The Social Sciences

Year: 2015
Volume: 10
Issue: 7
Page No. 1828 - 1831

Intertextual Aspects of Opera Art by N. Harnoncourt Within Simulative Reality

Authors : Svetlana V. Karkina and Liliya F. Khabibulina

Abstract: This study presents, the results of contemporary opera art study phenomena from the perspective of an interdisciplinary approach. The subject of the study was the staging of V. Mozart’s opera “The Magic Flute” at the Salzburg Festival in 2012, implemented in cooperation the conductor N. Harnoncourt and the director Y.D. Herzog. During the analysis of musical interpretation peculiarities, determined the set design, which differs significantly from prevailing ones in this genre and at is this tradition opera direction, a number of references and quotations on the cultural phenomena of past eras was revealed. On the basis of the selected mutually determinated links between the researchers of the study, the conclusion was made about the presence of the intertext system in the opera production reflecting the peculiarities of artistic interpretation. The introduced intertexts organically complemented the opera plot and performing the functions of both the cultural and historical phenomenon symbols, given an opportunity to rethink the artistic content of opera performances from the perspective of the actual problems of our time. The principles of metanarrative and intertextuality allowed N. Harnoncourt to soften the syndrome of contemporary plot disappearance. The conductor was not just an interpreter of an researcher’s creation, but a co-author who states the element of performing improvisation founded by the text itself. The social and philosophical issues of considered direction reflect the modern simulative statement of reality that creates the illusion of metaspace, where man develops the scenario of being by himself.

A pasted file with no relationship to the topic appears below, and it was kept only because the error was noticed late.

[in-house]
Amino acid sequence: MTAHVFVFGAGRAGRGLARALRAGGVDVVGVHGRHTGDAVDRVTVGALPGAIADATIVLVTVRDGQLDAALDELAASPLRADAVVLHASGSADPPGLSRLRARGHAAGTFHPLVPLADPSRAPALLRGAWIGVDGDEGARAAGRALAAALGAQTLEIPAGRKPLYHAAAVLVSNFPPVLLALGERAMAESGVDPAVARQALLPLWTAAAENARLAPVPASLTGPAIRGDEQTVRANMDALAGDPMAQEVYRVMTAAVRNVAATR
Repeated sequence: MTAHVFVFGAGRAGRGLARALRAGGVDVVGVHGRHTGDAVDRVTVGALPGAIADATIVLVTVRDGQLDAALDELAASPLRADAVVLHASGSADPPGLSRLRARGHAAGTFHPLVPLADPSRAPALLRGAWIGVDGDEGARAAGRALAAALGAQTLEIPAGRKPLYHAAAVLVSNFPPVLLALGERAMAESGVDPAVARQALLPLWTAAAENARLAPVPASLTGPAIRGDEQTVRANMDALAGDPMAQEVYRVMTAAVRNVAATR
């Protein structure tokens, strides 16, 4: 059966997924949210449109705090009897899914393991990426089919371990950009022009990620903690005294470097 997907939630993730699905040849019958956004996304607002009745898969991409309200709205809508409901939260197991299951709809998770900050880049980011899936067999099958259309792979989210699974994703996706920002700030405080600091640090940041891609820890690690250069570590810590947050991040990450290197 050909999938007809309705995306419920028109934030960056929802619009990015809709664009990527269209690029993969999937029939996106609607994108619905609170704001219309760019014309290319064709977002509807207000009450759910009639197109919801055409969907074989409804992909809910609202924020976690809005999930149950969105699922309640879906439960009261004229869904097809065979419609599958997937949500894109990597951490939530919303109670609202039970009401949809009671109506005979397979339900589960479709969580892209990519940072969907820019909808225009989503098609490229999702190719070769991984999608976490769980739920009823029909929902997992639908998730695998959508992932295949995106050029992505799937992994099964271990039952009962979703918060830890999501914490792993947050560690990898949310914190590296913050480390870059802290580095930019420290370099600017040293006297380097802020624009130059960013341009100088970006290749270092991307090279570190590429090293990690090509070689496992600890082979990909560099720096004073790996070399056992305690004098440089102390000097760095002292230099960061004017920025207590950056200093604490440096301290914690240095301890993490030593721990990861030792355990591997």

How to cite this article:

Svetlana V. Karkina and Liliya F. Khabibulina, 2015. Intertextual Aspects of Opera Art by N. Harnoncourt Within Simulative Reality. The Social Sciences, 10: 1828-1831.

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